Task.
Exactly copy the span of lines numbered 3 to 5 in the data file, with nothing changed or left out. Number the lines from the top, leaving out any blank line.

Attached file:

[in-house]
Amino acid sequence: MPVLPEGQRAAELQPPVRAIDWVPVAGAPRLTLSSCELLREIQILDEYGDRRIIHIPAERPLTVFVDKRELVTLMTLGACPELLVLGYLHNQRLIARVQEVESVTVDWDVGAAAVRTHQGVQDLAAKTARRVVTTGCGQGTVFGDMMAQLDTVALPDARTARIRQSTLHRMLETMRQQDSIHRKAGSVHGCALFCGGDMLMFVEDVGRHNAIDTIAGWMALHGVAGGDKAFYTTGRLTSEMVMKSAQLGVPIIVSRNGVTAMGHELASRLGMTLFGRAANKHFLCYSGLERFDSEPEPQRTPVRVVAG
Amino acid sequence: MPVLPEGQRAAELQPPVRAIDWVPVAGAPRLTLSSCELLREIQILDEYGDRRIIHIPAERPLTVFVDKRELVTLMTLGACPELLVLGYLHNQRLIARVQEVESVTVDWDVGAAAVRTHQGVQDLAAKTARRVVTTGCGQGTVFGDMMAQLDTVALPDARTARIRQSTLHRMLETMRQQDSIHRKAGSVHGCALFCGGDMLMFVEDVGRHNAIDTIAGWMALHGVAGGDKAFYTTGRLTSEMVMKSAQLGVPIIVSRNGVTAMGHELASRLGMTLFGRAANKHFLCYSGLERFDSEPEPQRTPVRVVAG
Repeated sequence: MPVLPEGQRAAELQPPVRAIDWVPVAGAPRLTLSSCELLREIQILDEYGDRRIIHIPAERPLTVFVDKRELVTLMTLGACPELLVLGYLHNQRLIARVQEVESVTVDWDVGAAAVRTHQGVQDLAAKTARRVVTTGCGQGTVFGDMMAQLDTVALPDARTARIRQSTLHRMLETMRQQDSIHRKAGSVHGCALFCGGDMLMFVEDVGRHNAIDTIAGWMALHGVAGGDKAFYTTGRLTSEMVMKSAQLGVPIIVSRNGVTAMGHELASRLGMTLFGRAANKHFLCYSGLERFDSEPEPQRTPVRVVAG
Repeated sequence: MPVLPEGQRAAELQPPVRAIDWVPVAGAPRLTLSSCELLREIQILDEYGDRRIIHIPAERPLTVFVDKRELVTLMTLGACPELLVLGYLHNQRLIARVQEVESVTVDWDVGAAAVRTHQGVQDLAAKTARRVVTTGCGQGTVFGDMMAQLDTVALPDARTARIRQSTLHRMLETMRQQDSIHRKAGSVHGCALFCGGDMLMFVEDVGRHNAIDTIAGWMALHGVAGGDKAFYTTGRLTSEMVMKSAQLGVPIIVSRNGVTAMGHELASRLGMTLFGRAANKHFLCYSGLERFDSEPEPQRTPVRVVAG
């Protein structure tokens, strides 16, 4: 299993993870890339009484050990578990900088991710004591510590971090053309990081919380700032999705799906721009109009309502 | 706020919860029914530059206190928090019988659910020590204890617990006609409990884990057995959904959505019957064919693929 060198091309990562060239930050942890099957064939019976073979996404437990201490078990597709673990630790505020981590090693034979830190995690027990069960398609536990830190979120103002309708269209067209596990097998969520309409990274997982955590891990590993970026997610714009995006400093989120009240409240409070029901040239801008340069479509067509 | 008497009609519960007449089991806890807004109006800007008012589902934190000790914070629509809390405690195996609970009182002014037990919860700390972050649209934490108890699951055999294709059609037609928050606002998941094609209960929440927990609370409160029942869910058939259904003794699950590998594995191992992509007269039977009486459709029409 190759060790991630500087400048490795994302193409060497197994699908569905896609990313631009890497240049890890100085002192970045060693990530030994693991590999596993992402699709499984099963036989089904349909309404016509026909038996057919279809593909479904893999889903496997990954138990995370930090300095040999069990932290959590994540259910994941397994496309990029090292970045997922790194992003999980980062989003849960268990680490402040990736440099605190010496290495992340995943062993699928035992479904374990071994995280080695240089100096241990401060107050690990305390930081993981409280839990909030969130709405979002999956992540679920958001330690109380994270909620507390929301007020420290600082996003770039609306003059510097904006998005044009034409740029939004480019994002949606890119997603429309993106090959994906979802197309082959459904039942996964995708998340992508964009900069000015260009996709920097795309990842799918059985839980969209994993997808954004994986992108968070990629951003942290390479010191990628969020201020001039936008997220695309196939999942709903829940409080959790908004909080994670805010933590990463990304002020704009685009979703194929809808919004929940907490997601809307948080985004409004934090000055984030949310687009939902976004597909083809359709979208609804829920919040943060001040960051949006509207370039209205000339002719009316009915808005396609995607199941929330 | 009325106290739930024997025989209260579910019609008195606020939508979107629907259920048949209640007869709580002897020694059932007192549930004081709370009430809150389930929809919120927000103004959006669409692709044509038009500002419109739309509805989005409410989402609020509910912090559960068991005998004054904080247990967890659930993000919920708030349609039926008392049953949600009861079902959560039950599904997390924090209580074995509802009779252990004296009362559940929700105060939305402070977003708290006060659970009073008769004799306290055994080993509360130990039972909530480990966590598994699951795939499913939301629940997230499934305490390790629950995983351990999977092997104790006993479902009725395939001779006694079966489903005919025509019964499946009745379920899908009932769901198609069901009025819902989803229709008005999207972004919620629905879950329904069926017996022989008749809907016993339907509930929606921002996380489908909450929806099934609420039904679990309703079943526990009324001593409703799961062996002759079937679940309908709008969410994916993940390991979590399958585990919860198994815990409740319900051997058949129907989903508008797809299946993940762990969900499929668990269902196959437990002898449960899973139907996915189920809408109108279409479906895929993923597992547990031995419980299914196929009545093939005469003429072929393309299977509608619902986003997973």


Amino acid sequence: MPVLPEGQRAAELQPPVRAIDWVPVAGAPRLTLSSCELLREIQILDEYGDRRIIHIPAERPLTVFVDKRELVTLMTLGACPELLVLGYLHNQRLIARVQEVESVTVDWDVGAAAVRTHQGVQDLAAKTARRVVTTGCGQGTVFGDMMAQLDTVALPDARTARIRQSTLHRMLETMRQQDSIHRKAGSVHGCALFCGGDMLMFVEDVGRHNAIDTIAGWMALHGVAGGDKAFYTTGRLTSEMVMKSAQLGVPIIVSRNGVTAMGHELASRLGMTLFGRAANKHFLCYSGLERFDSEPEPQRTPVRVVAG
Repeated sequence: MPVLPEGQRAAELQPPVRAIDWVPVAGAPRLTLSSCELLREIQILDEYGDRRIIHIPAERPLTVFVDKRELVTLMTLGACPELLVLGYLHNQRLIARVQEVESVTVDWDVGAAAVRTHQGVQDLAAKTARRVVTTGCGQGTVFGDMMAQLDTVALPDARTARIRQSTLHRMLETMRQQDSIHRKAGSVHGCALFCGGDMLMFVEDVGRHNAIDTIAGWMALHGVAGGDKAFYTTGRLTSEMVMKSAQLGVPIIVSRNGVTAMGHELASRLGMTLFGRAANKHFLCYSGLERFDSEPEPQRTPVRVVAG
Repeated sequence: MPVLPEGQRAAELQPPVRAIDWVPVAGAPRLTLSSCELLREIQILDEYGDRRIIHIPAERPLTVFVDKRELVTLMTLGACPELLVLGYLHNQRLIARVQEVESVTVDWDVGAAAVRTHQGVQDLAAKTARRVVTTGCGQGTVFGDMMAQLDTVALPDARTARIRQSTLHRMLETMRQQDSIHRKAGSVHGCALFCGGDMLMFVEDVGRHNAIDTIAGWMALHGVAGGDKAFYTTGRLTSEMVMKSAQLGVPIIVSRNGVTAMGHELASRLGMTLFGRAANKHFLCYSGLERFDSEPEPQRTPVRVVAG